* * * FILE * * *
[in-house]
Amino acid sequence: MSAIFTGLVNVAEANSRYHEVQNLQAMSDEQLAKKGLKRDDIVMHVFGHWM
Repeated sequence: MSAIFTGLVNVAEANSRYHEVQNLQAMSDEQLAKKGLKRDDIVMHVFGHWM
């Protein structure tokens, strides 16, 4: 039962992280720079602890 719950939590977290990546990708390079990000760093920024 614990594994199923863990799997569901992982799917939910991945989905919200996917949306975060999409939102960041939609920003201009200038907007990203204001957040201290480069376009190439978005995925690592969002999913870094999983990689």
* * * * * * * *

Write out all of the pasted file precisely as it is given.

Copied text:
[in-house]
Amino acid sequence: MSAIFTGLVNVAEANSRYHEVQNLQAMSDEQLAKKGLKRDDIVMHVFGHWM
Repeated sequence: MSAIFTGLVNVAEANSRYHEVQNLQAMSDEQLAKKGLKRDDIVMHVFGHWM
């Protein structure tokens, strides 16, 4: 039962992280720079602890 719950939590977290990546990708390079990000760093920024 614990594994199923863990799997569901992982799917939910991945989905919200996917949306975060999409939102960041939609920003201009200038907007990203204001957040201290480069376009190439978005995925690592969002999913870094999983990689």